“Cocoon of Cancer,” Abbe Rolnick with Jim Wiggins
“Old Parents and Purple Tulips,” by Betty Alder
The role of a caregiver can vary widely from person to person, patient to patient — and the two books we’ll be covering in this week’s column exemplify that.
“Cocoon of Cancer” is a slender volume that chronicles the journey to recovery undertaken by a wife and her husband when he is diagnosed with multiple myeloma. At the other end of the spectrum, “Old Parents and Purple Tulips” details a woman’s efforts to care for her aging parents, both succumbing to the downward spiral of dementia.
We’ll begin with the smaller book. A former employee of Bellingham’s destination indy bookstore, Village Books, Abbe Rolnick now lives in Sedro Woolley, runs a health foods cafe, and writes books of her own. But in 2014, her husband Jim’s cancer diagnosis knocked her out of her customary routine. The couple reconfigured their lives, moving to Seattle so Jim could spend several months in intensive daily cancer treatments.
In “Cocoon of Cancer,” Rolnick presents a collection of e-mails, letters, and poems that flowed between family and friends, enfolding her husband and herself in a cloak of concern and good wishes as he went through an aggressive regimen that doctors hoped would lead to a stem cell transplant.
Two years later, with her husband in remission, Rolnick points out the importance of having an advocate assist the patient to make sure that his needs are known, protocols are followed, and that the swirl of medical jargon can be translated into meaningful information. She also emphasizes the need for a companion who can provide the back rub, share the private joke, and be present with the patient in appreciating the simple pleasures that still can be observed from the confines of a hospital room.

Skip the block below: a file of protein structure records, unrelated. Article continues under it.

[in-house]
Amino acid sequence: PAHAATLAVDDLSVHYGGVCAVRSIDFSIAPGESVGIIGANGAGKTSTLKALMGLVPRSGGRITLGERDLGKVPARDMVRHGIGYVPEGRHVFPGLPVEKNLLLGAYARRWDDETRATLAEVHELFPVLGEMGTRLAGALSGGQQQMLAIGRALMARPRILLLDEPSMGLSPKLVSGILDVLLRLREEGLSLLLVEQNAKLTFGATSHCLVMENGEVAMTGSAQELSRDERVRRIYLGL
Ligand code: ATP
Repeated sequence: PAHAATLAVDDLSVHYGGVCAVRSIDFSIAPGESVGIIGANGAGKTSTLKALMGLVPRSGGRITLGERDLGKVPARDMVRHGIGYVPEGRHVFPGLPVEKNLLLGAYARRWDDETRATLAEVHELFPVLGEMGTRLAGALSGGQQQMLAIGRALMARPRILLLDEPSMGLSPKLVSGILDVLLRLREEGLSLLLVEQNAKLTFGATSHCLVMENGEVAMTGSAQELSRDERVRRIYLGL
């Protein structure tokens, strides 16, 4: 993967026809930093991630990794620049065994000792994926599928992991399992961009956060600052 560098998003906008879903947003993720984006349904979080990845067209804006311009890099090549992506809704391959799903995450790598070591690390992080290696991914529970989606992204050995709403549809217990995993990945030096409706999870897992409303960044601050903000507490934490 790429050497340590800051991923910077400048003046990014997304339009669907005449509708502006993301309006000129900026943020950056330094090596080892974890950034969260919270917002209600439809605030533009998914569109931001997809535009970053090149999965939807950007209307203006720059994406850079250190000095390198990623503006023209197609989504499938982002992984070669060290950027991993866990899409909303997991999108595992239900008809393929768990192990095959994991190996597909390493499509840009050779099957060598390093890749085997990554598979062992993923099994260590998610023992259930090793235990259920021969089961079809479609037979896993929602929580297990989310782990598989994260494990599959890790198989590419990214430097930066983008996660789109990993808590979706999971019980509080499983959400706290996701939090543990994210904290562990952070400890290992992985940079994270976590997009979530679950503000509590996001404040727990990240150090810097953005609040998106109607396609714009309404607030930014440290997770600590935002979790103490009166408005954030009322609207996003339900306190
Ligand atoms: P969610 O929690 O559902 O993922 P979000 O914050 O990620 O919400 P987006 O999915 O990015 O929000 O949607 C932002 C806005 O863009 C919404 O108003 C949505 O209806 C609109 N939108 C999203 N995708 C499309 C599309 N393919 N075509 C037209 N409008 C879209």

This is an intimately personal book — perhaps too personal for some — but it is offered with sincere intentions.
The other book, “Old Parents and Purple Tulips,” is Hansville author Betty Alder’s narrative of her parents’ mental and physical decline, and of her attempt to care for them from a distance.
Francine and Roger Malfait had begun to misplace things, to overlook bill payments, to let housekeeping and personal hygiene slip. But when they began to lay unfounded blame on Betty’s husband and kids during a summer visit, she realized that this wasn’t a minor problem. Her parents were becoming increasingly irascible and irrational.
This is a story that too many primary caregivers to the elderly will recognize: once aging parents lose command over basic life skills, their social web frays, tensions arise among family members, and isolation increases — none of which helps anyone’s emotional well-being.
“Old Parents and Purple Tulips” must have been cathartic to write. Alder is a strong writer and tells her harrowing story well. However, the readers who could benefit most from this book, caregivers, will possibly find its nearly 500 pages to be an excessive length.
The Bookmonger review appears each week in Take Five. Contact her at email@example.com.
Abbe Rolnick will have a reading and signing at 4 p.m. Saturday, March 12, at Village Books, 1200 11th St., Fairhaven.